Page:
French Algeria

AlgeriaFrench rule in AlgeriaFrench rule
Algiers became the capital of French Algeria.
In 1681, Louis XIV asked Admiral Abraham Duquesne to fight the Berber pirates and also ordered a large-scale attack on Algiers between 1682 and 1683 on the pretext of assisting Christian captives.

Geography of Algeria

AlgeriaMitidjaAlgeria's Mediterranean coast
It now has about five million inhabitants, or 10 percent of Algeria's population—and its suburbs now cover most of the surrounding Mitidja plain.
Its Arabic name, Al Jazair (the islands), derives from the name of the capital Algiers (Al Jazair in Arabic), after the small islands formerly found in its harbor.

Algerian War

Algerian War of IndependenceAlgeriaAlgerian revolution
Algiers also played a pivotal role in the Algerian War (1954–1962), particularly during the Battle of Algiers when the 10th Parachute Division of the French Army, starting on January 7, 1957, and on the orders of the French Minister of Justice François Mitterrand (who authorized any means "to eliminate the insurrectionists"), led attacks against the Algerian fighters for independence.
After major demonstrations in Algiers and several other cities in favor of independence (1960) and a United Nations resolution recognizing the right to independence, Charles de Gaulle, the first President of the Fifth Republic, decided to open a series of negotiations with the FLN.

Berbers

BerberAmazighBerber people
The present city was founded in 944 by Bologhine ibn Ziri, the founder of the Berber Zirid–Sanhaja dynasty.
Just to the west of Aghlabid lands, Abd ar Rahman ibn Rustam ruled most of the central Maghreb from Tahert, south-west of Algiers.

First Barbary War

Barbary WarsFirstTripolitan War
The United States fought two wars (the First and Second Barbary Wars) over Algiers' attacks on shipping.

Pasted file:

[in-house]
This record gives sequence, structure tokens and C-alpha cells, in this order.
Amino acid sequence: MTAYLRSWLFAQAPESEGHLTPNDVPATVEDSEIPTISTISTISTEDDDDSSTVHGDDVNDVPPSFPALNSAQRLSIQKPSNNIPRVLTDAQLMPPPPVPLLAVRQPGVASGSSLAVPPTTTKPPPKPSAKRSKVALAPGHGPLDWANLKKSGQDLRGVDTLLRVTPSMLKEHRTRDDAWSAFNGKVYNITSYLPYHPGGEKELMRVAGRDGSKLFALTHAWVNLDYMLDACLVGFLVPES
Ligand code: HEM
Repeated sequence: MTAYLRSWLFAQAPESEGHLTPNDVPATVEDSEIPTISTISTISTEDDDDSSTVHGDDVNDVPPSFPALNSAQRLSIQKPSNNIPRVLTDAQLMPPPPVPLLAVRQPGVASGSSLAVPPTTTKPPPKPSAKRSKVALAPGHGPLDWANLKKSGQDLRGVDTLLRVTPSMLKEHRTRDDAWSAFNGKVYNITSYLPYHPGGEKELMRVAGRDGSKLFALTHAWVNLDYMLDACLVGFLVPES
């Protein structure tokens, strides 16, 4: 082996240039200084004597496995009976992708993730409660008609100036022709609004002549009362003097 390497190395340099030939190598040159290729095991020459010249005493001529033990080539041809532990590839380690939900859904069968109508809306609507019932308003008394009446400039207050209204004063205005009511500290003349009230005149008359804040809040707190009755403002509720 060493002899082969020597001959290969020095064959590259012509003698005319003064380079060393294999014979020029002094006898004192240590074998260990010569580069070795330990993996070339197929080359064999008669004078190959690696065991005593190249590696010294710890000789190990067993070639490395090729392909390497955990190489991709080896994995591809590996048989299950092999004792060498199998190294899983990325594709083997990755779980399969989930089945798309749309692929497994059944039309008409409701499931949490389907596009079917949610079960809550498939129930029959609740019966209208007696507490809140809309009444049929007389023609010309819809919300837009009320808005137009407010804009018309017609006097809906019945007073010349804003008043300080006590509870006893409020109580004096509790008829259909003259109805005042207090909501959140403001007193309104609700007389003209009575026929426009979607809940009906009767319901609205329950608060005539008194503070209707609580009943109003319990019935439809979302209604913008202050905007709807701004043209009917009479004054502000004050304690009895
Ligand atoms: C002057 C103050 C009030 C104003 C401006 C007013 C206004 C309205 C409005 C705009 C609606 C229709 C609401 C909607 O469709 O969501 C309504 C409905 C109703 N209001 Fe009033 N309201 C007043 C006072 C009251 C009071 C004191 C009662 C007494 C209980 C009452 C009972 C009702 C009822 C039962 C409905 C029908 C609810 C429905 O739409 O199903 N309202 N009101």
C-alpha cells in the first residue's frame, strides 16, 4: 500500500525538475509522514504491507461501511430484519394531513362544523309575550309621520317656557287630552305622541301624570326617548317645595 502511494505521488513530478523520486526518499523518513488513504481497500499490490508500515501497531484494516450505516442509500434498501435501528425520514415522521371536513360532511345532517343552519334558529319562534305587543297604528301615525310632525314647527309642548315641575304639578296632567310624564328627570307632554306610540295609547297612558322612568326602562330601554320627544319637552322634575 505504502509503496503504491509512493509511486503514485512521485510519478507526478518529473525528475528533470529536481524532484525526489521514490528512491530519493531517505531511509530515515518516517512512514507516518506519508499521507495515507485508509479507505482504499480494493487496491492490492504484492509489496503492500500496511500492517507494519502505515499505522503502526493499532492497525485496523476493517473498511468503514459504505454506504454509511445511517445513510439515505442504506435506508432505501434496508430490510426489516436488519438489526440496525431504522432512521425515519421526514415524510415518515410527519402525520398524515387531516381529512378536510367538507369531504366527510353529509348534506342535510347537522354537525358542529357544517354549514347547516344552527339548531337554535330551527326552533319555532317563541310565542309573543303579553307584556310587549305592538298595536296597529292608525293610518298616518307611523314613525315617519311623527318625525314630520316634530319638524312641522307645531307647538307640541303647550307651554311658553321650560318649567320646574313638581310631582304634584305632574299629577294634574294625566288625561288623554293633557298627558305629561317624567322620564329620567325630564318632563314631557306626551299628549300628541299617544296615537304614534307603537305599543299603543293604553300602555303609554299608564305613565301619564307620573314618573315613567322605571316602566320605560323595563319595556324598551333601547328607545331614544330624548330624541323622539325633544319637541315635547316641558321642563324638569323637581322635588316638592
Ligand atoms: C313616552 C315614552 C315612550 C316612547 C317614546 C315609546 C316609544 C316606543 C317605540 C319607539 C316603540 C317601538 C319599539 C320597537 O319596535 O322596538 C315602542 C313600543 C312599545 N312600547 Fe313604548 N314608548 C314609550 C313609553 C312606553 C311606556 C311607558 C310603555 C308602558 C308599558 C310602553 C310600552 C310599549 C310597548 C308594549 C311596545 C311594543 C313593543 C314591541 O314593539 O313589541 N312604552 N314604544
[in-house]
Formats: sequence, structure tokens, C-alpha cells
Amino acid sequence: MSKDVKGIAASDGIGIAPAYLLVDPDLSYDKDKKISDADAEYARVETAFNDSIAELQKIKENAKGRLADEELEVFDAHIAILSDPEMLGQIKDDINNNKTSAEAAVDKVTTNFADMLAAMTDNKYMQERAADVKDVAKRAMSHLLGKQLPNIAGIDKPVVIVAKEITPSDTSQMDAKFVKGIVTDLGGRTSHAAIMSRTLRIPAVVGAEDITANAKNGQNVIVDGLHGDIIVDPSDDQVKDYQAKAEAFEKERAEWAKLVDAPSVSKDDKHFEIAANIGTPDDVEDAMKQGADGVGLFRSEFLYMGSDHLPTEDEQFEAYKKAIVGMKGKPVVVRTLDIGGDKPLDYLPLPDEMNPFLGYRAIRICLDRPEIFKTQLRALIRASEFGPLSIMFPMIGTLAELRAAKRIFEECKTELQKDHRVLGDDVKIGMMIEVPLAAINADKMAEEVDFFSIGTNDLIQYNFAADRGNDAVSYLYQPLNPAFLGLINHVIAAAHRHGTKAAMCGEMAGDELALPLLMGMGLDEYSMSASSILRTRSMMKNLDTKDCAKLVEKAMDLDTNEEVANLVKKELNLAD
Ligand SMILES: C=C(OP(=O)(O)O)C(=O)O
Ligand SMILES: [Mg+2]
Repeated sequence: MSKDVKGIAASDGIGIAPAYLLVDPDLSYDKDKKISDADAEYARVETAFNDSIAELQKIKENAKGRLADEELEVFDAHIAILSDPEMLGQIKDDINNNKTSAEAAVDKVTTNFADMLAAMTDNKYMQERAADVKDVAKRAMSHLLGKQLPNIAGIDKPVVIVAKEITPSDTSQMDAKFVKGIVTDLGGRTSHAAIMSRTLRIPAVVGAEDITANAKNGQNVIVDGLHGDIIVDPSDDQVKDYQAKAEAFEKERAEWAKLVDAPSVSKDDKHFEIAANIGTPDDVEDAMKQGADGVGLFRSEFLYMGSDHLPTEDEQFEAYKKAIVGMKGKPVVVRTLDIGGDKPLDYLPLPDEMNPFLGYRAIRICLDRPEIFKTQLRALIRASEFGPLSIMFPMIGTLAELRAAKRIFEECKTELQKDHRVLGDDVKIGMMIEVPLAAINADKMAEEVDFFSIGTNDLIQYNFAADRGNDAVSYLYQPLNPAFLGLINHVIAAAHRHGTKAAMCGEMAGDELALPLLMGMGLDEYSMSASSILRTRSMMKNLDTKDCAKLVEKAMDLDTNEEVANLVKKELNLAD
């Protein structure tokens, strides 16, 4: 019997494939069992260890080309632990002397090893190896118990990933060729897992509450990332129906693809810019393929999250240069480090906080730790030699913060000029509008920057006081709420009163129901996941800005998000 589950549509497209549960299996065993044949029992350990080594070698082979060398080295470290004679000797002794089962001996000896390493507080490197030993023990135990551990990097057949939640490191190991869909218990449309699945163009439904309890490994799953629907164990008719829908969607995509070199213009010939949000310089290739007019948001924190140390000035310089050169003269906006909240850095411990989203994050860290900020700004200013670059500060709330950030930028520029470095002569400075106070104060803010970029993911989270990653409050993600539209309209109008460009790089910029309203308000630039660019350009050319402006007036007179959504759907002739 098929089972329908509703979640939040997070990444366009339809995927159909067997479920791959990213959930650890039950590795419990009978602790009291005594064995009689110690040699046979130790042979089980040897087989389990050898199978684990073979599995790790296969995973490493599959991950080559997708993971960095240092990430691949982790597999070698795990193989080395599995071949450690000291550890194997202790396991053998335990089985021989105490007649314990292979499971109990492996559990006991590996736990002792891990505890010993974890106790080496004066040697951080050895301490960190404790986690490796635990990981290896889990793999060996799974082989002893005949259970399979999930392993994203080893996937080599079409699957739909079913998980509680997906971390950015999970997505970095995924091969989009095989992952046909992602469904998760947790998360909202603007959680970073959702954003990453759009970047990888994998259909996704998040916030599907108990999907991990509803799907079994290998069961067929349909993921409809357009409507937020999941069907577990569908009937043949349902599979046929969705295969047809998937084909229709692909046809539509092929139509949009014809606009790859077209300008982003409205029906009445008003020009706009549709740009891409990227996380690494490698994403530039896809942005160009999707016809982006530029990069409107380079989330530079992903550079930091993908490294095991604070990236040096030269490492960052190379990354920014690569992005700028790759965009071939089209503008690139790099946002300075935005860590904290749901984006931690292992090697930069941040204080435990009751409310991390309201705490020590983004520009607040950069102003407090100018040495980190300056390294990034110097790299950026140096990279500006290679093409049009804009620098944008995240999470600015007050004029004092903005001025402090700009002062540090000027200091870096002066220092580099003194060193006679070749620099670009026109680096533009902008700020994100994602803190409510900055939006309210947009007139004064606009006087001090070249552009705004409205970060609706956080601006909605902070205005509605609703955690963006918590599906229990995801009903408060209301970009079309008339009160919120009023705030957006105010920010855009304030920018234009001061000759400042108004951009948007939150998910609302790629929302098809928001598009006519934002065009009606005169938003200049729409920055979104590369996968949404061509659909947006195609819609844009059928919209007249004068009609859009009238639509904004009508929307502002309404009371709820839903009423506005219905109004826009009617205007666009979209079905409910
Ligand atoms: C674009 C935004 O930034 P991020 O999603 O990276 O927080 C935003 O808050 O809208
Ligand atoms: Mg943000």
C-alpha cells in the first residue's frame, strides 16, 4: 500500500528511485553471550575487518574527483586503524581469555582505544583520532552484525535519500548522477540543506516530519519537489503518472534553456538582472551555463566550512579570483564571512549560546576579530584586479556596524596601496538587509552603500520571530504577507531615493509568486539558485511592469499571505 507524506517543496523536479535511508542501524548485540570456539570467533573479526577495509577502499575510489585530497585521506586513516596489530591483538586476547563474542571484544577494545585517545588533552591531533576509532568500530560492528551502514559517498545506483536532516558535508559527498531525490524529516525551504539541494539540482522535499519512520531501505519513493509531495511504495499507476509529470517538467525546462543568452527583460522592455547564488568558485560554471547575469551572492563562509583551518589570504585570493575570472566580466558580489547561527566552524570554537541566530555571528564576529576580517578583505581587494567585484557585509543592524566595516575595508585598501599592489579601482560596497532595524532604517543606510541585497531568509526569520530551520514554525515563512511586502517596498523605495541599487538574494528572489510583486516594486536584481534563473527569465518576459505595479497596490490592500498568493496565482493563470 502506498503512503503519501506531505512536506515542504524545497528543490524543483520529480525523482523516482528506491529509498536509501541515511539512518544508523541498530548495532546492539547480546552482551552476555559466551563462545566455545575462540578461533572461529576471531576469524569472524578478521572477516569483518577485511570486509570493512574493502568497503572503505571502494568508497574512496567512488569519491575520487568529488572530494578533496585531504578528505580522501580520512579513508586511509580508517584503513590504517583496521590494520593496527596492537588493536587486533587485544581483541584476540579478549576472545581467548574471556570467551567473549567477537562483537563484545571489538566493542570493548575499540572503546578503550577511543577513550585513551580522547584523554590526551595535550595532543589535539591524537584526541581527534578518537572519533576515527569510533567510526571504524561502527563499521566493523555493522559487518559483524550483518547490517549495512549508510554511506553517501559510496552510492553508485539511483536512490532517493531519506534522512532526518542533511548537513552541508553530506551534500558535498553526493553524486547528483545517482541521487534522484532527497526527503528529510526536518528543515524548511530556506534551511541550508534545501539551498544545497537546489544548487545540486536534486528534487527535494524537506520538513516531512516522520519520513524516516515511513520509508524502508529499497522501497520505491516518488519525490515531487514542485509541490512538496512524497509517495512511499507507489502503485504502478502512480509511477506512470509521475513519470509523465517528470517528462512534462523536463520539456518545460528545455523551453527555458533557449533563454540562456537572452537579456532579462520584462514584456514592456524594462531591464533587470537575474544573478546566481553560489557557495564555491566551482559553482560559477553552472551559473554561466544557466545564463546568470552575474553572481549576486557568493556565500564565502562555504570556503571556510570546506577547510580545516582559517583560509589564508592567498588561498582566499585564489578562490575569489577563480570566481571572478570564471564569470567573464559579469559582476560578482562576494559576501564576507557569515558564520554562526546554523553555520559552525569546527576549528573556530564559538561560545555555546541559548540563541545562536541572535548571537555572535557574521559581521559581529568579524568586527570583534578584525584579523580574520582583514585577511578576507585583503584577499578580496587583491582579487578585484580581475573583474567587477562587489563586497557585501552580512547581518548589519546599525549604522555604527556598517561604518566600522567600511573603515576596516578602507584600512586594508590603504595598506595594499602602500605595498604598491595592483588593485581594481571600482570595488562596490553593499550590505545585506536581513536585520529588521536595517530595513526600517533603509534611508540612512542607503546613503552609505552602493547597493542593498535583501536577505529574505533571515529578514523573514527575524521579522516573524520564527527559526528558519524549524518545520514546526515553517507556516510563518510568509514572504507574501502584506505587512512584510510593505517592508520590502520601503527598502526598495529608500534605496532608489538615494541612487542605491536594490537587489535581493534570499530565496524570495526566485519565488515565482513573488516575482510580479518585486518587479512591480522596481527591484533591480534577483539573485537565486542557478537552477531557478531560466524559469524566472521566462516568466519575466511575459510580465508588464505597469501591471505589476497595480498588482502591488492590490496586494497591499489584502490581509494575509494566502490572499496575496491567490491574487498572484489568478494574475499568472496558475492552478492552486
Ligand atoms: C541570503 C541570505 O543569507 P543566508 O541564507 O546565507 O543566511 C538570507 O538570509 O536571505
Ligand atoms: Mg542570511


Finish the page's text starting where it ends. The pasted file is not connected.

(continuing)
On July 19, 1794, Congress appropriated $800,000 for the release of American prisoners and for a peace treaty with Algiers, Tunis, and Tripoli.

Capture of Algiers (1516)

Capture of Algiers15161516 capture of Algiers
Aruj came to Algiers, ordered the assassination of Selim, and seized the town and ousted the Spanish in the Capture of Algiers (1516).
The Capture of Algiers in 1516 was accomplished by the Ottoman brothers Oruç and Hayreddin Barbarossa against Sālim al-Tūmī, the ruler of the city of Algiers.

Casbah of Algiers

CasbahKasbah of Algiersthe Casbah
The Casbah (قصبة, qaṣba, meaning citadel (fortress)) is specifically the citadel of Algiers in Algeria and the traditional quarter clustered around it.

Bab El Oued

Bab el-OuedBab-el-Oueda traditionally working-class European quarter
Roman cemeteries existed near Bab-el-Oued and Bab Azoun.
Bab El Oued is a neighbourhood in Algiers, the capital of Algeria, along the coast north of the city centre.

Phoenicia

PhoeniciansPhoenicianPhoenicio
A small Phoenician colony on Algiers's former islands was established and taken over by the Carthaginians sometime before the 3rd century.